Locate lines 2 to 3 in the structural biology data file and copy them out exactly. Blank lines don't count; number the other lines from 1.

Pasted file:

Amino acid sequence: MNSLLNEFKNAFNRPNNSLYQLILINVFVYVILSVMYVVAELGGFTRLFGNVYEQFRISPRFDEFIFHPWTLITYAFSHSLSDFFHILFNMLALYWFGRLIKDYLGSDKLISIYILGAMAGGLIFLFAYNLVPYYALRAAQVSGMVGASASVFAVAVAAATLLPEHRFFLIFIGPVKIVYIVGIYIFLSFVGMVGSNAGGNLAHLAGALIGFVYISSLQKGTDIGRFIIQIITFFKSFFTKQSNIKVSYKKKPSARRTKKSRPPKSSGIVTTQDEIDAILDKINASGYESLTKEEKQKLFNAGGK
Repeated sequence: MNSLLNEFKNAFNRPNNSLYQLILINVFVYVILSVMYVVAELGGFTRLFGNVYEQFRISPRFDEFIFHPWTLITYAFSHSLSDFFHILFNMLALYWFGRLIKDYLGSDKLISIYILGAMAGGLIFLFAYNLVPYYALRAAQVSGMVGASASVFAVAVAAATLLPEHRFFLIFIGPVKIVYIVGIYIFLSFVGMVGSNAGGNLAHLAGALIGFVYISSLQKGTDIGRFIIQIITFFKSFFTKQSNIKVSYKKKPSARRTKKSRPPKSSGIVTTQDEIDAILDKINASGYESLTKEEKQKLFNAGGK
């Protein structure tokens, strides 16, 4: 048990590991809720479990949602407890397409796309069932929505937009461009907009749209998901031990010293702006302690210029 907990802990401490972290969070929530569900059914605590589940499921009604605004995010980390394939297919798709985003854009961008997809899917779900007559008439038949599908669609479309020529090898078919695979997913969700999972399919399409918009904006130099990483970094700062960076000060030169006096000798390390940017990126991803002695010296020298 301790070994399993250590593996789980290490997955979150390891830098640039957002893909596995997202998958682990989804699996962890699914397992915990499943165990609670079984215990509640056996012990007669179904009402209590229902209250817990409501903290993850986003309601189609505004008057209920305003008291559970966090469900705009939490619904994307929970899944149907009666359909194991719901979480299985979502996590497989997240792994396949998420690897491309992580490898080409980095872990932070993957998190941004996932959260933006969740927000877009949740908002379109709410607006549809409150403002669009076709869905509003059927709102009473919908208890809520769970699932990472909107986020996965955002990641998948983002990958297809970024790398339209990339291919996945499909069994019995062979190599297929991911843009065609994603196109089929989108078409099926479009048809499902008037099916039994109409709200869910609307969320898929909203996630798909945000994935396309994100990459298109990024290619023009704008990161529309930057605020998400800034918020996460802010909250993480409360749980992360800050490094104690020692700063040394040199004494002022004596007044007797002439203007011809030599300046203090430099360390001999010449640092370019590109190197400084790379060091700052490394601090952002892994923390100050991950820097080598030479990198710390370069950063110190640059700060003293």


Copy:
Repeated sequence: MNSLLNEFKNAFNRPNNSLYQLILINVFVYVILSVMYVVAELGGFTRLFGNVYEQFRISPRFDEFIFHPWTLITYAFSHSLSDFFHILFNMLALYWFGRLIKDYLGSDKLISIYILGAMAGGLIFLFAYNLVPYYALRAAQVSGMVGASASVFAVAVAAATLLPEHRFFLIFIGPVKIVYIVGIYIFLSFVGMVGSNAGGNLAHLAGALIGFVYISSLQKGTDIGRFIIQIITFFKSFFTKQSNIKVSYKKKPSARRTKKSRPPKSSGIVTTQDEIDAILDKINASGYESLTKEEKQKLFNAGGK
């Protein structure tokens, strides 16, 4: 048990590991809720479990949602407890397409796309069932929505937009461009907009749209998901031990010293702006302690210029 907990802990401490972290969070929530569900059914605590589940499921009604605004995010980390394939297919798709985003854009961008997809899917779900007559008439038949599908669609479309020529090898078919695979997913969700999972399919399409918009904006130099990483970094700062960076000060030169006096000798390390940017990126991803002695010296020298 301790070994399993250590593996789980290490997955979150390891830098640039957002893909596995997202998958682990989804699996962890699914397992915990499943165990609670079984215990509640056996012990007669179904009402209590229902209250817990409501903290993850986003309601189609505004008057209920305003008291559970966090469900705009939490619904994307929970899944149907009666359909194991719901979480299985979502996590497989997240792994396949998420690897491309992580490898080409980095872990932070993957998190941004996932959260933006969740927000877009949740908002379109709410607006549809409150403002669009076709869905509003059927709102009473919908208890809520769970699932990472909107986020996965955002990641998948983002990958297809970024790398339209990339291919996945499909069994019995062979190599297929991911843009065609994603196109089929989108078409099926479009048809499902008037099916039994109409709200869910609307969320898929909203996630798909945000994935396309994100990459298109990024290619023009704008990161529309930057605020998400800034918020996460802010909250993480409360749980992360800050490094104690020692700063040394040199004494002022004596007044007797002439203007011809030599300046203090430099360390001999010449640092370019590109190197400084790379060091700052490394601090952002892994923390100050991950820097080598030479990198710390370069950063110190640059700060003293």